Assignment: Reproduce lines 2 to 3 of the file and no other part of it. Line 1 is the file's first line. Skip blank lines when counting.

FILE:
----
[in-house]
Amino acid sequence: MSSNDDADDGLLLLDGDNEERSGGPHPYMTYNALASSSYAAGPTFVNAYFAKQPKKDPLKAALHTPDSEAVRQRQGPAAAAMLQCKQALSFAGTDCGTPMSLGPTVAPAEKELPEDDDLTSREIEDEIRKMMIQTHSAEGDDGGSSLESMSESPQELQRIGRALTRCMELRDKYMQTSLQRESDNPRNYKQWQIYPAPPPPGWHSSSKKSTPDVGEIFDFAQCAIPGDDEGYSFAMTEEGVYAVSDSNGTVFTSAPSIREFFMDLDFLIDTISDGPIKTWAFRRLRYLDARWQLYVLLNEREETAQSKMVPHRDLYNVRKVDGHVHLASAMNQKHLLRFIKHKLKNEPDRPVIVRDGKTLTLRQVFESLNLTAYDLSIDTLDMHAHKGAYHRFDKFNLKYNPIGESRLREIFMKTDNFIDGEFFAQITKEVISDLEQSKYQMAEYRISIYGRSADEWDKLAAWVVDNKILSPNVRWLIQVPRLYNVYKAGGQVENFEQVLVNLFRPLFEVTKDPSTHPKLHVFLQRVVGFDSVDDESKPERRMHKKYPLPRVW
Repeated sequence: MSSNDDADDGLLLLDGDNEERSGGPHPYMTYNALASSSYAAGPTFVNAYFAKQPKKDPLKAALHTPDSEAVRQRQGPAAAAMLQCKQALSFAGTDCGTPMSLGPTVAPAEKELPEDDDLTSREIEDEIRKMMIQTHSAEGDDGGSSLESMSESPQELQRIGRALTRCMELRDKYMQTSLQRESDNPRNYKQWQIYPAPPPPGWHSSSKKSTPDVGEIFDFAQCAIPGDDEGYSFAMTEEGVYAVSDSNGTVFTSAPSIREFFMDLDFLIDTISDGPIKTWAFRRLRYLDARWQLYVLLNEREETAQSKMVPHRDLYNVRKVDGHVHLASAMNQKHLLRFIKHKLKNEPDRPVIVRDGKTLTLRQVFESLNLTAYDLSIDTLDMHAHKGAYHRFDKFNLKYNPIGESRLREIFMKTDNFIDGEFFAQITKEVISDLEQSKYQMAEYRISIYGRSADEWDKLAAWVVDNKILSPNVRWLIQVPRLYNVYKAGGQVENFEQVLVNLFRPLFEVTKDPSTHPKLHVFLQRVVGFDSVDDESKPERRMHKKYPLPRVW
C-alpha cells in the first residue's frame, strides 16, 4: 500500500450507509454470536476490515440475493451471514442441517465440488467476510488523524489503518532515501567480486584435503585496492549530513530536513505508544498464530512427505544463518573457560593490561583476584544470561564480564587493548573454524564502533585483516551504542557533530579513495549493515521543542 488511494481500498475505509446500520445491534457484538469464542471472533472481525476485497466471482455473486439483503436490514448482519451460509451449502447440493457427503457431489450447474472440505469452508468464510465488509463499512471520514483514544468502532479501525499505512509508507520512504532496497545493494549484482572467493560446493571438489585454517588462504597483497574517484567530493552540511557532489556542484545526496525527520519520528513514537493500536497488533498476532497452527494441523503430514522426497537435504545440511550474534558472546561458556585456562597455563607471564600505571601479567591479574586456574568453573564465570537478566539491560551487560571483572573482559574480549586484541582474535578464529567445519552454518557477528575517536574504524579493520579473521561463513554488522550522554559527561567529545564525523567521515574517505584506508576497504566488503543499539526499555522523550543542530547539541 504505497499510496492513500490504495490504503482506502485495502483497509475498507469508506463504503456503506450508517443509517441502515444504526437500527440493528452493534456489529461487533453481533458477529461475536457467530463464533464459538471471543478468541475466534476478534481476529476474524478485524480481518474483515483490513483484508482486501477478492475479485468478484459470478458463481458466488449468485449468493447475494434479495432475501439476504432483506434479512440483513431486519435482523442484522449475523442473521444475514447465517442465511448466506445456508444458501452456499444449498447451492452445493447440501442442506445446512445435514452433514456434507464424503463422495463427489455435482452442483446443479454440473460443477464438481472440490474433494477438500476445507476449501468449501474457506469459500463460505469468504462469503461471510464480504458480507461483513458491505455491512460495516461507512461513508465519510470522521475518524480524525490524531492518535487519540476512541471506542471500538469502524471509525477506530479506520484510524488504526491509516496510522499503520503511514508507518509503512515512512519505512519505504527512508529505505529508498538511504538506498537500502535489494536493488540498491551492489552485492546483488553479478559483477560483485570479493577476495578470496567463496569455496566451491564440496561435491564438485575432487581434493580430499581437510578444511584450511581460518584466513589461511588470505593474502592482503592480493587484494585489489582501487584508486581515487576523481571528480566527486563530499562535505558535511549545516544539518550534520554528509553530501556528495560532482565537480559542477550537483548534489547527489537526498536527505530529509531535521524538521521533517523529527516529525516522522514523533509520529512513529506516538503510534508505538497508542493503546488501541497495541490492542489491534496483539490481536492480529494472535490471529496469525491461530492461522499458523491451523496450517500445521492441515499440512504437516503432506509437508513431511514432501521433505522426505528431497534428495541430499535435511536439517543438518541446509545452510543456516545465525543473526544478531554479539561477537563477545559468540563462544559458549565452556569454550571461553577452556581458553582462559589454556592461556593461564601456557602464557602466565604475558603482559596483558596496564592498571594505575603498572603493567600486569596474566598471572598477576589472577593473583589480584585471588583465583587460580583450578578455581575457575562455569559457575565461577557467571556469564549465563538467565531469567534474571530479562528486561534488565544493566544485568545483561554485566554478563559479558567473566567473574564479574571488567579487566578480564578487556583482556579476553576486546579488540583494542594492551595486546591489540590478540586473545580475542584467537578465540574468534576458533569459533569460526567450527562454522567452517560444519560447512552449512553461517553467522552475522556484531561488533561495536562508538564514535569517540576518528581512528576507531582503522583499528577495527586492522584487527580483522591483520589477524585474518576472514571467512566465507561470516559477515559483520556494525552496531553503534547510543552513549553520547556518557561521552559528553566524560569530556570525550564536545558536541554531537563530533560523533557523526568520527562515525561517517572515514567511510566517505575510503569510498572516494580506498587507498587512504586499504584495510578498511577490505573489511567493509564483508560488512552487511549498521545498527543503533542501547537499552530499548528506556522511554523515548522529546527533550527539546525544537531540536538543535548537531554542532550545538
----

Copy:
Amino acid sequence: MSSNDDADDGLLLLDGDNEERSGGPHPYMTYNALASSSYAAGPTFVNAYFAKQPKKDPLKAALHTPDSEAVRQRQGPAAAAMLQCKQALSFAGTDCGTPMSLGPTVAPAEKELPEDDDLTSREIEDEIRKMMIQTHSAEGDDGGSSLESMSESPQELQRIGRALTRCMELRDKYMQTSLQRESDNPRNYKQWQIYPAPPPPGWHSSSKKSTPDVGEIFDFAQCAIPGDDEGYSFAMTEEGVYAVSDSNGTVFTSAPSIREFFMDLDFLIDTISDGPIKTWAFRRLRYLDARWQLYVLLNEREETAQSKMVPHRDLYNVRKVDGHVHLASAMNQKHLLRFIKHKLKNEPDRPVIVRDGKTLTLRQVFESLNLTAYDLSIDTLDMHAHKGAYHRFDKFNLKYNPIGESRLREIFMKTDNFIDGEFFAQITKEVISDLEQSKYQMAEYRISIYGRSADEWDKLAAWVVDNKILSPNVRWLIQVPRLYNVYKAGGQVENFEQVLVNLFRPLFEVTKDPSTHPKLHVFLQRVVGFDSVDDESKPERRMHKKYPLPRVW
Repeated sequence: MSSNDDADDGLLLLDGDNEERSGGPHPYMTYNALASSSYAAGPTFVNAYFAKQPKKDPLKAALHTPDSEAVRQRQGPAAAAMLQCKQALSFAGTDCGTPMSLGPTVAPAEKELPEDDDLTSREIEDEIRKMMIQTHSAEGDDGGSSLESMSESPQELQRIGRALTRCMELRDKYMQTSLQRESDNPRNYKQWQIYPAPPPPGWHSSSKKSTPDVGEIFDFAQCAIPGDDEGYSFAMTEEGVYAVSDSNGTVFTSAPSIREFFMDLDFLIDTISDGPIKTWAFRRLRYLDARWQLYVLLNEREETAQSKMVPHRDLYNVRKVDGHVHLASAMNQKHLLRFIKHKLKNEPDRPVIVRDGKTLTLRQVFESLNLTAYDLSIDTLDMHAHKGAYHRFDKFNLKYNPIGESRLREIFMKTDNFIDGEFFAQITKEVISDLEQSKYQMAEYRISIYGRSADEWDKLAAWVVDNKILSPNVRWLIQVPRLYNVYKAGGQVENFEQVLVNLFRPLFEVTKDPSTHPKLHVFLQRVVGFDSVDDESKPERRMHKKYPLPRVW